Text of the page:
Formal Verification Capability Maturity Model
Demystifying “Formal Verification”
The Formal Verification Capability Maturity Model (Formal CMM) defines the progression of formal verification methodologies as “Levels”, thereby bringing much needed-precision to discussions about formal verification.
All five Formal CMM Levels are useful, but the goals, training, and tool requirements for each level are different.
Level 1 through Level 3: Time to First Bug
Level 1: Automatic Formal
Automatic Formal or “push-button formal” is convenient for RTL designers to leverage formal verification for:
- Sandbox verification,
- Sanity checks,
- X-propagation verification.
Level 2: Formal Apps
Formal Apps verify simple properties of a design in ways that require much less effort from the formal verification engineer than Assertion-Based Verification (Level 3). The most classic Formal App is clock domain crossing (CDC), but there are newer Apps such as connectivity verification and control and status register checking.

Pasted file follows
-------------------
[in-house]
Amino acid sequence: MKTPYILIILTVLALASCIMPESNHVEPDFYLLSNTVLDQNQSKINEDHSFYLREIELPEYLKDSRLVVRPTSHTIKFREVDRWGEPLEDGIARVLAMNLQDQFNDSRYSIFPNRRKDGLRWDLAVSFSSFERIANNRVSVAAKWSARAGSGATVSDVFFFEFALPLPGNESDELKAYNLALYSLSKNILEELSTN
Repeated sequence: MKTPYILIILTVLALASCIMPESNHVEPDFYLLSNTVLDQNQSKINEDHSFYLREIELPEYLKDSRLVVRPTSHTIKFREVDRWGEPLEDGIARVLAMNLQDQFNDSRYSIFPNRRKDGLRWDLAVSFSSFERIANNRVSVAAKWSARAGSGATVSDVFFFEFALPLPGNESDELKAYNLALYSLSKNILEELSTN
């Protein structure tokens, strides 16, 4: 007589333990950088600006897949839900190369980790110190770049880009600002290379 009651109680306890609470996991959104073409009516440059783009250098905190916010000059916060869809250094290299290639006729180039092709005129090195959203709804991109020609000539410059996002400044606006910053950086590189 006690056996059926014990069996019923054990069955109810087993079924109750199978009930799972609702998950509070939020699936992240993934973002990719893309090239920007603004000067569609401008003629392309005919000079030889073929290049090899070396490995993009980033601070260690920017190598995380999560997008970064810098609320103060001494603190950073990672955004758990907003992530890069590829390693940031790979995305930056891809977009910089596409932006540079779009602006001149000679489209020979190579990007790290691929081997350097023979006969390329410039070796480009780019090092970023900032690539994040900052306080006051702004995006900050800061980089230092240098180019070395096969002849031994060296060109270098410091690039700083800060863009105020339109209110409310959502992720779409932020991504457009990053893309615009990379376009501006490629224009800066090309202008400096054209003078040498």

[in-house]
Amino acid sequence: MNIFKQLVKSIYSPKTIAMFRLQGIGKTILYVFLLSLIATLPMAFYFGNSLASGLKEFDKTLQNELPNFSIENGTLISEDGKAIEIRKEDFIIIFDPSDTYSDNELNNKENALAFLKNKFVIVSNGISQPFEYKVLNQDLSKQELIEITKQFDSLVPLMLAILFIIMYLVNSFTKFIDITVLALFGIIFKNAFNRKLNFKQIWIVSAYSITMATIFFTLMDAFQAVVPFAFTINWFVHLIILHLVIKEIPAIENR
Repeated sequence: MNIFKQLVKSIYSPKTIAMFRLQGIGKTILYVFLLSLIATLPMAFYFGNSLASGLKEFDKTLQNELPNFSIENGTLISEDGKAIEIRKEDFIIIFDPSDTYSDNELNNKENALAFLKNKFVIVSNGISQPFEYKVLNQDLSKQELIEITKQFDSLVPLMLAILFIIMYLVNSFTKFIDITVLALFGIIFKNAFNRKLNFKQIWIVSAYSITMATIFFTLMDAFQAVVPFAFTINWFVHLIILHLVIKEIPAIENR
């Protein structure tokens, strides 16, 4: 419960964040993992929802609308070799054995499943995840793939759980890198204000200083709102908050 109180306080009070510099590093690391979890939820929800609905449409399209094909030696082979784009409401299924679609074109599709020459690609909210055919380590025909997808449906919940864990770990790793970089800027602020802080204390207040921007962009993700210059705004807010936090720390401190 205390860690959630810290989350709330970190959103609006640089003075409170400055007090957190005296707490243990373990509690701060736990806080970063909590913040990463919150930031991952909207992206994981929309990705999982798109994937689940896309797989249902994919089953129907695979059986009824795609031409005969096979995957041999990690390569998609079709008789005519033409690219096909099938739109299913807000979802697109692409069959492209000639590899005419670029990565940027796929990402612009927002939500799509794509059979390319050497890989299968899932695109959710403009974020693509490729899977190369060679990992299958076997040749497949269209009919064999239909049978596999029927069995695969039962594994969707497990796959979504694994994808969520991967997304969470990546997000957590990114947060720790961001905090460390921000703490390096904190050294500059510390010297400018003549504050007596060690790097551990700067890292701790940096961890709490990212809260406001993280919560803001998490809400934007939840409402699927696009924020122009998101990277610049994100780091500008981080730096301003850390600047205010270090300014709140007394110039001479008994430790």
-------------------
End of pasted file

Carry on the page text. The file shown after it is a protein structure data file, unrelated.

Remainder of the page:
Level 3: Assertion-Based Verification
ABV provides some simple, yet important properties in the design that can be verified for all cases, such as:
- Two state machines cannot be in specific states at the same time,
- FIFOs are never written into when full,
- The design cannot remain in a given state for more than 12 cycles, i.e., deadlock properties.
Level 4 and Level 5: Time to Last Bug
Formal Sign-Off with Level 4 and Level 5 Formal delivers higher-quality designs much faster by focusing on blocks where the risk of post-silicon bug escapes is high.
Level 4: Block-Level Formal Sign-Off
Level 4 introduces end-to-end formal, which means the DUT is exhaustively verified and block-level simulation is completely replaced for that DUT. Level 4 catches all bugs including corner case bugs earlier and faster than simulation. Once all bugs are found, the DUT is formally signed-off with proof that every bug has been found.
For Level 4 Formal, the size of the DUT is typically a block or a module or a small IP. If the DUT is a larger IP, such as an IP designed by several people, then the IP is broken into different DUTs. For example, a PCI Express IP designed by 10 engineers might be broken into Physical Layer, Link Layer, and Transaction Layer DUTs.
Level 5: System Architecture Formal Sign-Off
The goal for Level 5 Formal is to prove that the system architecture is correct for specific requirements such as cache coherence or to prove that the system will not deadlock. System Architectural Formal Sign-Off requires significant effort and decomposition of the problem and is a new area of formal verification.